Deep Dive: Buy Now, Pay Later And The In-Store Opportunity

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The holiday shopping season is bringing some relief to the retail industry after a difficult year of pandemic-driven store closures and social distancing as well as consumers’ reluctance to spend much during a time when unemployment levels surged earlier this year. Consumer spending appears to be on the rebound, however, as news of vaccine distribution helps boost public confidence that the light at the end of the tunnel is near.

The National Retail Federation (NRF) announced that holiday spending is in fact estimated to increase by as much as 5 percent over last year’s totals to nearly $767 billion. The trade association also found that average holiday sales since 2015 are expected to increase by 3.5 percent. This data includes online and other nonstore sales, which are expected to increase up to 30 percent to as much as $218 billion from last year’s $168 million, according to the group. This rise in digital spending reflects consumers’ overall shift to online and mobile usage to carry out not only their retail purchasing but also daily tasks such as banking. In-store spending is still holding its own, however, and should not be discounted by merchants.

There may still be uncertainties surrounding consumers’ willingness to spend, but this welcomes the opportunity for flexible payment plans like buy now, pay later (BNPL) to gain traction and help consumers better manage their financial lives. The following Deep Dive examines how retailers are leveraging BNPL both online and in stores, what consumers are purchasing with the plans and how flexible payment plan adoption is expanding.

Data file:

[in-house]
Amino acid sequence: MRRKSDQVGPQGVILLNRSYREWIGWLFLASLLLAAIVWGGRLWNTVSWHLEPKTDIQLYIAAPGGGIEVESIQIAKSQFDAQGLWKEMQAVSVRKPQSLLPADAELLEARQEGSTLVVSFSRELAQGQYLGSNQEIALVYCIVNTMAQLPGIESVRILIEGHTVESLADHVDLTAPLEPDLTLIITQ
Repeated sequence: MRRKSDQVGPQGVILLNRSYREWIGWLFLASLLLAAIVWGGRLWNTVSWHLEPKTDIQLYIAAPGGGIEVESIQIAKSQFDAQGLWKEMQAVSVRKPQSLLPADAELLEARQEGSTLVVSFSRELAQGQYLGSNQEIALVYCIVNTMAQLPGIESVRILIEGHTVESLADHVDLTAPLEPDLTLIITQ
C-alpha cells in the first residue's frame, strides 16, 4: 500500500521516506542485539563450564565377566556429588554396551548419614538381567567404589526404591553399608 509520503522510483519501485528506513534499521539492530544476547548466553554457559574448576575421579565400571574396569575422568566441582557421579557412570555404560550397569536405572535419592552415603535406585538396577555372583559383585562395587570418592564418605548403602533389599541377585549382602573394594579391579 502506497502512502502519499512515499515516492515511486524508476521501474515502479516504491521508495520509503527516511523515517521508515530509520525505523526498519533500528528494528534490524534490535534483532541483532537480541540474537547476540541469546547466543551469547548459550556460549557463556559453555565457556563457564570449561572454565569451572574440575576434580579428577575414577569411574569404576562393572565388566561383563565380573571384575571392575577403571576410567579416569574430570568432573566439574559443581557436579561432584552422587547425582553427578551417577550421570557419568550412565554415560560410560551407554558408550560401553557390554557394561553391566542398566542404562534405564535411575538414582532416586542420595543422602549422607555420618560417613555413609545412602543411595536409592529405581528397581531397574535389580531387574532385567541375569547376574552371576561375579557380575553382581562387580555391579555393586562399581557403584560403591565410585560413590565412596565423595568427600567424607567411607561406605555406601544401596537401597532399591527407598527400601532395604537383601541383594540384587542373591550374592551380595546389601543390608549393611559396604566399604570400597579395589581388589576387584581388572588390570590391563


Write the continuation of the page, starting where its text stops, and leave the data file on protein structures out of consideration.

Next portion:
Holiday Season Presents BNPL Prospects 

A survey by PYMNTS and BNPL provider Afterpay found expenditures for online purchases have continued to surpass brick-and-mortar stores, which the NRF data also reflected. In-store BNPL use has bested online use, however. The PYMNTS survey of 2,992 consumers revealed that shoppers who used BNPL typically made more purchases and for higher values than those who paid other ways, too. BNPL shoppers averaged about five in-store purchases the week before being polled for the survey, whereas those who did not use BNPL averaged approximately three. 

The average amount BNPL users spent was $1,141, far above the average $150 by those who did not use this payment method. The survey also found that those who made purchases using BNPL made more online purchases but spent less online than they did in store, spending $1,090 online compared to $1,141 in store. 

Consumers made many BNPL purchases in electronics. Seventeen percent of consumers who used BNPL on a recent purchase used it for an electronics purchase, whereas just 6 percent of those who did not use BNPL made a similar purchase. Home furnishings exhibited a similar spread, at 10 percent and 5 percent, respectively, while 9.7 percent of BNPL users and 0.5 percent of nonusers made vehicle purchases with their respective methods. BNPL shoppers also tended to purchase more durable products than those who did not make purchases through flexible payments programs. 

Afterpay’s flexible payment plans were offered more often to consumers shopping online than in stores, as about 9 percent of respondents were offered Afterpay when making purchases online, compared to 8 percent who were offered the option in stores. Consumers’ higher in-store BNPL use than online suggests there is a massive opportunity to drive sales if more brick-and-mortar merchants leveraged BNPL. 

In-Store Expansion 

Retailers seem to be taking note, as in-store BNPL adoption appears to be on the rise. The largest mall operator in the country, Simon Property Group, announced in October that it would start offering Afterpay payment plans ahead of the holiday season at all of its shopping centers. Customers can access a digital wallet card in the Afterpay app and make purchases through Google Pay or Apple Pay. Simon was not alone, either. The installment payment solution was introduced in more major retail stores in November, including bareMinerals, Crocs, Fabletics and Lilly Pulitzer. 

A recent survey found that 75 percent of U.S. consumers are comfortable with the health and safety measures that stores have in place, and recent vaccine news could make 2021 even brighter for retail stores hoping to see more consumers shopping in public spaces and using BNPL to pay. 

Source: PYMNTS

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